The Party by
"I am not dead . . ." thought Olga Mihalovna when she began to
understand her surroundings again, and when the pain was over.
A bright summer day looked in at the widely open windows; in the
garden below the windows, the sparrows and the magpies never
ceased chattering for one instant.
The drawers were shut now, her husband's bed had been made.
There was no sign of the midwife or of the maid, or of Varvara
in the room, only Pyotr Dmitritch was standing, as before,
motionless by the window looking into the garden. There was no
sound of a child's crying, no one was congratulating her or
rejoicing, it was evident that the little creature had not been
Olga Mihalovna called to her husband.
Pyotr Dmitritch looked round. It seemed as though a long time
must have passed since the last guest had departed and Olga
Mihalovna had insulted her husband, for Pyotr Dmitritch was
perceptibly thinner and hollow-eyed.
"What is it?" he asked, coming up to the bed.
He looked away, moved his lips and smiled with childlike
"Is it all over?" asked Olga Mihalovna.
Pyotr Dmitritch tried to make some answer, but his lips quivered
and his mouth worked like a toothless old man's, like Uncle
"Olya," he said, wringing his hands; big tears suddenly dropping
from his eyes. "Olya, I don't care about your property
qualification, nor the Circuit Courts . . ." (he gave a sob)
"nor particular views, nor those visitors, nor your fortune. . .
. I don't care about anything! Why didn't we take care of our
child? Oh, it's no good talking!"
With a despairing gesture he went out of the bedroom.
But nothing mattered to Olga Mihalovna now, there was a
mistiness in her brain from the chloroform, an emptiness in her
soul. . . . The dull indifference to life which had overcome her
when the two doctors were performing the operation still had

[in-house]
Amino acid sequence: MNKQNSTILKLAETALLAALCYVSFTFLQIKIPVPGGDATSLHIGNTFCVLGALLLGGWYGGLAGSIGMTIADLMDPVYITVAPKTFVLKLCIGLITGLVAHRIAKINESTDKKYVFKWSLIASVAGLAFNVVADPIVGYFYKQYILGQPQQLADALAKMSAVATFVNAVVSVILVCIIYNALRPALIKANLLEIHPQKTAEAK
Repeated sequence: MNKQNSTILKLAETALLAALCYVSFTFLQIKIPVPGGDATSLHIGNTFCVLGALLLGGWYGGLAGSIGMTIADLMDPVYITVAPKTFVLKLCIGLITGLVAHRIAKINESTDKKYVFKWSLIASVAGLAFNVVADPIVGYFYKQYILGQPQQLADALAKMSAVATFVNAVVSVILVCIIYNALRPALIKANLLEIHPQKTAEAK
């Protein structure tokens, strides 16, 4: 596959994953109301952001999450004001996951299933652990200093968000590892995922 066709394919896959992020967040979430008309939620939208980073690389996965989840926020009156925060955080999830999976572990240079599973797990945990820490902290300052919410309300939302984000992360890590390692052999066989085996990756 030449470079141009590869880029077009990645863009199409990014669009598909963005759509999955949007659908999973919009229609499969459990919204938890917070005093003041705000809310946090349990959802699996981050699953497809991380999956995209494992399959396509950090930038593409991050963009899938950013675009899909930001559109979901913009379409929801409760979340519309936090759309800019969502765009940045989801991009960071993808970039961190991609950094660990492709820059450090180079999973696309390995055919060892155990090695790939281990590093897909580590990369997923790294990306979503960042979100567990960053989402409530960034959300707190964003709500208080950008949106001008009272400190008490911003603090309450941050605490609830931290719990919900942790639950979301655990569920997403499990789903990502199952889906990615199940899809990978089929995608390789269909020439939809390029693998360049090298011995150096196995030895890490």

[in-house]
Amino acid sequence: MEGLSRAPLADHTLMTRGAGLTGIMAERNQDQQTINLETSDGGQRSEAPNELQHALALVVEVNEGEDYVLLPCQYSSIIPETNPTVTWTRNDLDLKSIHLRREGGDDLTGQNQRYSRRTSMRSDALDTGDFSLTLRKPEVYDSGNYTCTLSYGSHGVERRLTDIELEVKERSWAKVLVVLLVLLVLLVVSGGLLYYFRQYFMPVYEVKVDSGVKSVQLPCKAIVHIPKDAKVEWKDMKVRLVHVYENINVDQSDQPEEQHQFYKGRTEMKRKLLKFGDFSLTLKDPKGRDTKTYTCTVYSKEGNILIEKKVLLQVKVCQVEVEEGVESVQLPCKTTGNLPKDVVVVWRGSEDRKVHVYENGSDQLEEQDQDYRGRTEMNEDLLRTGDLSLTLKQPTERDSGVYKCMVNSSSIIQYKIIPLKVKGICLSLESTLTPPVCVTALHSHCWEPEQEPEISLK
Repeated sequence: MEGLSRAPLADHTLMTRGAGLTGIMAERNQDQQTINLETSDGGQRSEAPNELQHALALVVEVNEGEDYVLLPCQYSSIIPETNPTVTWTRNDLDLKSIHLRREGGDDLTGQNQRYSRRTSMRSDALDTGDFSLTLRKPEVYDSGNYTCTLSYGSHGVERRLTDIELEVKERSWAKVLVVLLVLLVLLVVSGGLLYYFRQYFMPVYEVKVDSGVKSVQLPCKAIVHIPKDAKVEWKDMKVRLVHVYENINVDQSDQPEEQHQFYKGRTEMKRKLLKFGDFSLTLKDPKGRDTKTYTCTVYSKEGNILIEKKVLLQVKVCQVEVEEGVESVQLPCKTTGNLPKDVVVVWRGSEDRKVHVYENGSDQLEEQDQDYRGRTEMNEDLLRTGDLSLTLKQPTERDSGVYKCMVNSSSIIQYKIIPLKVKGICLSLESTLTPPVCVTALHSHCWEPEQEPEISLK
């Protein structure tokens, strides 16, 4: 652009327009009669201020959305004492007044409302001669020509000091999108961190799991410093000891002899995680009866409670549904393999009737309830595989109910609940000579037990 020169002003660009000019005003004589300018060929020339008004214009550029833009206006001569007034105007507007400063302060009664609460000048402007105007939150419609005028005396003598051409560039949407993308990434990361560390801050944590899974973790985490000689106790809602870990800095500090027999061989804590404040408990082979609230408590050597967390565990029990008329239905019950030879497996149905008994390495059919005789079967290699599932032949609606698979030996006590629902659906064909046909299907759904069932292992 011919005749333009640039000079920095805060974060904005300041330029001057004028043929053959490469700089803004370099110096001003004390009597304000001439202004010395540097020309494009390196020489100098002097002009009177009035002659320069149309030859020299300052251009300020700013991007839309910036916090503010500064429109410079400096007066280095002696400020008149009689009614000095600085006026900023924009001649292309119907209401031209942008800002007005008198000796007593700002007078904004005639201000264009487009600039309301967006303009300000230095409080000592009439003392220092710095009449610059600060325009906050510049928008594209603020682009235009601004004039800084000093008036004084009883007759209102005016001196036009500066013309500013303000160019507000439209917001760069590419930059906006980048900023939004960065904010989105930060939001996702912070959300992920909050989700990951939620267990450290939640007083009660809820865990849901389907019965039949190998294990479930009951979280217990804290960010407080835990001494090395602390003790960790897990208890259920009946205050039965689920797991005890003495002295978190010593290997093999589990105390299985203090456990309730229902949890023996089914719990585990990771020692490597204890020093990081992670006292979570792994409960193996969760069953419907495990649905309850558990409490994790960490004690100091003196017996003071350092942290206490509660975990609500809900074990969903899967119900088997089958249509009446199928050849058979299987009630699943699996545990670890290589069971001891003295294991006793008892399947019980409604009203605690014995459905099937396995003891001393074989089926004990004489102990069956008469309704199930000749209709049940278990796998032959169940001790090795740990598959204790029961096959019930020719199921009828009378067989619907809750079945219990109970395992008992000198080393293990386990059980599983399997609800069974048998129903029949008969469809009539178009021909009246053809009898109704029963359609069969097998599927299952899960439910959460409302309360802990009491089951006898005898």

possession of her.
title: a literal translation is "The Name-Day Party"
higher education of women: after 1881 the government curtailed
the availability of higher education fro women
Gladstone: William Gladstone (1809-1898), British Prime Minister
and leader of the Liberal Party
Little Russia: the Ukraine
heavenly manna: the food with which the Israelites were
nourished during their wanderings (Exodus 16:14-15)
vint: a bridge-like card game
Bonaparte: Napoleon (1769-1821)
titular: titular councilor, a low grade in the civil service,
with a low salary
junker: young nobleman; squire
Shtchedrin: Shchedrin, pen name of Michael Y. Saltykov
(1826-1889), author of the satirical novel The Golovlyov Family
mow: among the ideas of the novelist Leo Tolstoy (1828-1910) was
that one should grow and harvest one's own food
Proudhon: Pierre-Joseph Proudhon (1809-1865) was a French social
Buckle: Henry Thomas Buckle (1821-1862) was an English historian
Schopenhauer: German philosopher Arthur Schopenhauer (1788-1869)
Elijah's Day: July 20 (Julian Calendar)
Penderaklia: possibly from the Greek for "Five Hercules" (meant
Zemstvo: a district council with locally elected members
Butler's hives: A. M. Butlerov (1828-1886) was a chemistry
professor who was also interested in improving bee-keeping
Mille compliments: a thousand compliments
property qualifications: certain rights and privileges were
granted to property owners
holy gates: Russian peasants believed that the soul of a newborn
baby could go through the door in front of the iconostasis in
church directly to heaven